Tuesday, August 18, 2009

Writing as flesh

I've long been fascinated by the bodily connection that we often feel that we have with our writing. This is as true of writing done on a computer as of manuscript or print. Aaron just wrote a thoughtful post describing pieces of writing as his children (although, come on Aaron, the whole Abraham/Ishmael thing is kind of creepy). It's a common enough metaphor. And of course, there is the proverbial "bleeding on" a draft, as if to suggest corrections were tantamount to taking a pen and slicing open the text's flesh.

In Of Grammatology, Derrida puts his finger on a value judgment that runs through discourses on writing:
There is therefore a good and a bad writing: the good and natural is the divine inscription in the heart and the soul; the perverse and artful is technique, exiled in the exteriority of the body. [...] The good writing has therefore always been comprehended.
The kind of writing that gets the same ontological status as speech, Derrida suggests, is the kind that is not really writing at all, but rather a metaphorical "inscription" defined by interiority and presence. The writing that is writing per se, the kind defined by its portability, its capacity to circulate alienated from the body, is the kind that is considered fallen, a mere sorry simulacrum of speech.

But the writing that I encounter in my workaday life, both as a critic and as a teacher, doesn't quite fit into this schema. Our writing really is alienable, but the process of alienation is painful. You can "develop a thick skin" when it comes to criticism (of your writing, not of you personally!), but it's still never easy to "take." That's why Aaron's metaphor of children feels so apt (even as it feels excessive): flesh of your flesh, it eventually leaves you to circulate in the world on its own. You can't control it, you can't protect it, and it sometimes sends you resentful text messages about how you always liked that other essay better.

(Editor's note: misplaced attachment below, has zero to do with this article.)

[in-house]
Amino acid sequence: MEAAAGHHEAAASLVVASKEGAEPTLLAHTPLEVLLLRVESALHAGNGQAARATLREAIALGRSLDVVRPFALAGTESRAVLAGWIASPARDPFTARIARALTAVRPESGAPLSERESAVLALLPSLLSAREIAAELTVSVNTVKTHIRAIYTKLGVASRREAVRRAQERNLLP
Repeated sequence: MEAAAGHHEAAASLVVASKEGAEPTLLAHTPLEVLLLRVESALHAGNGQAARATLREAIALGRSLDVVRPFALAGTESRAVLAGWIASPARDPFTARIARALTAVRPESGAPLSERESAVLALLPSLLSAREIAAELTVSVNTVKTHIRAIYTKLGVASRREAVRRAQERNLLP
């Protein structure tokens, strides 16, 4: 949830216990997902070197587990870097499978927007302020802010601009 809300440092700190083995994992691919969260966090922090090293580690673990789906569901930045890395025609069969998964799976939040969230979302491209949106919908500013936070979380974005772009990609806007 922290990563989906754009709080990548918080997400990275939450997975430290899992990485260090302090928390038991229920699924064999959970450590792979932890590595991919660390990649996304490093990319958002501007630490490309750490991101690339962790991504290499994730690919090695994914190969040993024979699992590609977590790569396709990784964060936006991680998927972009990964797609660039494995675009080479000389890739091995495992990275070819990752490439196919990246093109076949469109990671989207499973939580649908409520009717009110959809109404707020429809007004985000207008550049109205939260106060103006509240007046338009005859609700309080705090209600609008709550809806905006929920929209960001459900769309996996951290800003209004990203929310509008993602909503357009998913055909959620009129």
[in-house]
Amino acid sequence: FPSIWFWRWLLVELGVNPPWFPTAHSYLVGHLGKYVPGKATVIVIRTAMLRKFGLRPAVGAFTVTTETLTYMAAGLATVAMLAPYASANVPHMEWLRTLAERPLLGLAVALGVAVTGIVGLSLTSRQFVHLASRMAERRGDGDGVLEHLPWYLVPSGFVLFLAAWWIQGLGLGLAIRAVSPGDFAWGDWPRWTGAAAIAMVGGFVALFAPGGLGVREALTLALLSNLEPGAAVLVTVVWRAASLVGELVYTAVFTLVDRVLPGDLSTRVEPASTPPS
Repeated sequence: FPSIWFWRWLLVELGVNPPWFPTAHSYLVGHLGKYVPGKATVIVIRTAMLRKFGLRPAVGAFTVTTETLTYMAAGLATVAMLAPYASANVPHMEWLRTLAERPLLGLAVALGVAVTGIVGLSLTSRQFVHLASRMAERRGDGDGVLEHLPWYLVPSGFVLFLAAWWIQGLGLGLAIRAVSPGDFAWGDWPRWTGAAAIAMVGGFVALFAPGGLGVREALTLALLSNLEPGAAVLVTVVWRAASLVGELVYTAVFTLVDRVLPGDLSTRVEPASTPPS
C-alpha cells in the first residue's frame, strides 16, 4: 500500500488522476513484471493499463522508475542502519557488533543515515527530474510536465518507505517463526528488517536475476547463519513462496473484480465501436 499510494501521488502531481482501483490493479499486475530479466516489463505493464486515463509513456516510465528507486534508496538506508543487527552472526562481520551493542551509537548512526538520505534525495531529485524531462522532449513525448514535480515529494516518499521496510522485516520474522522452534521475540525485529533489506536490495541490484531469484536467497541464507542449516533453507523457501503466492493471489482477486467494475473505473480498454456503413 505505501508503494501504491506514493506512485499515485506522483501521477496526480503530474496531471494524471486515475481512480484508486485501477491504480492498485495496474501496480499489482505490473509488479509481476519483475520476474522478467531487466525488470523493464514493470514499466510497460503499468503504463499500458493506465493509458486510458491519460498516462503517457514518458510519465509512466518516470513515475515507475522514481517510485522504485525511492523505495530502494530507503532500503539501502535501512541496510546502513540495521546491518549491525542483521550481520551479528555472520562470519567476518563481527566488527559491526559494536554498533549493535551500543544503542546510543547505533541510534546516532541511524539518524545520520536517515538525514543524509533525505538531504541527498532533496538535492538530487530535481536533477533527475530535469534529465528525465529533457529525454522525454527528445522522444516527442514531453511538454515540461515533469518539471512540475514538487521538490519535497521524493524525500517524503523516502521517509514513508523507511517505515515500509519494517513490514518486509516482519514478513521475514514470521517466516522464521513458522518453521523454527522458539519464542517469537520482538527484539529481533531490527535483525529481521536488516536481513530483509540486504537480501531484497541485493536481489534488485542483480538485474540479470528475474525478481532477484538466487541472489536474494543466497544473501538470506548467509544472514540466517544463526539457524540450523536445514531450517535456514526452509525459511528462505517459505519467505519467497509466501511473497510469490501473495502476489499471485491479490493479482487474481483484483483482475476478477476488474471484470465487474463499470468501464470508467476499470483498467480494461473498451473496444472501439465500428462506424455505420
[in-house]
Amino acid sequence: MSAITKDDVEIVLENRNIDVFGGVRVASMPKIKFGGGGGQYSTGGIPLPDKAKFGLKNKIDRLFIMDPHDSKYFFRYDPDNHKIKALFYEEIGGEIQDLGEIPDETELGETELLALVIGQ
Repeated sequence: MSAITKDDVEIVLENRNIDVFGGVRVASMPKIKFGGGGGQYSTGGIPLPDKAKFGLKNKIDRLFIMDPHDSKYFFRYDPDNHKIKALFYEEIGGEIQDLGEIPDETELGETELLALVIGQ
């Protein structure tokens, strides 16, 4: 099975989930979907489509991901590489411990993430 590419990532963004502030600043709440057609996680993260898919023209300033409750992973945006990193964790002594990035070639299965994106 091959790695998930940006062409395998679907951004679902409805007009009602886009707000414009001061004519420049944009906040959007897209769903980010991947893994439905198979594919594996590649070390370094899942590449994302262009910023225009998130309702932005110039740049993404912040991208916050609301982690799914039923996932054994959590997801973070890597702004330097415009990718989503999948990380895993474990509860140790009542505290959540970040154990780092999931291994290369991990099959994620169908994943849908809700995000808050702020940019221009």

zunguzungu said...

Well, it practically illustrates your point that I want to say I didn't *mean" the Abraham/Ishmael metaphors that seriously. Just a bit of fun. And since I wrote it, it's mine, mine, MINE!

I like the bit about alienable writing.

Natalia said...


SEB said...

Natalia, there's an anthropological term dealing with this problem of bits of ourselves that circulate beyond our control - it's called "partible personhood." And some interesting ethnography about different societies' ways of trying to ensure that we retain control of partible portions of our selves (in our culture, copyright and intellectual property law do a lot of this, but other cultures have other solutions) - see Annette Weiner's article and later book, both titled "Inalienable Possessions." I can give you more on this if you want me to consult my in-house anthropologist.

Natalia said...

Oh, excellent. I might actually use this in my next course. Thanks, SEB.

SEB said...

Great! I recommend the article for choice, actually - it's a much more concise version of the argument.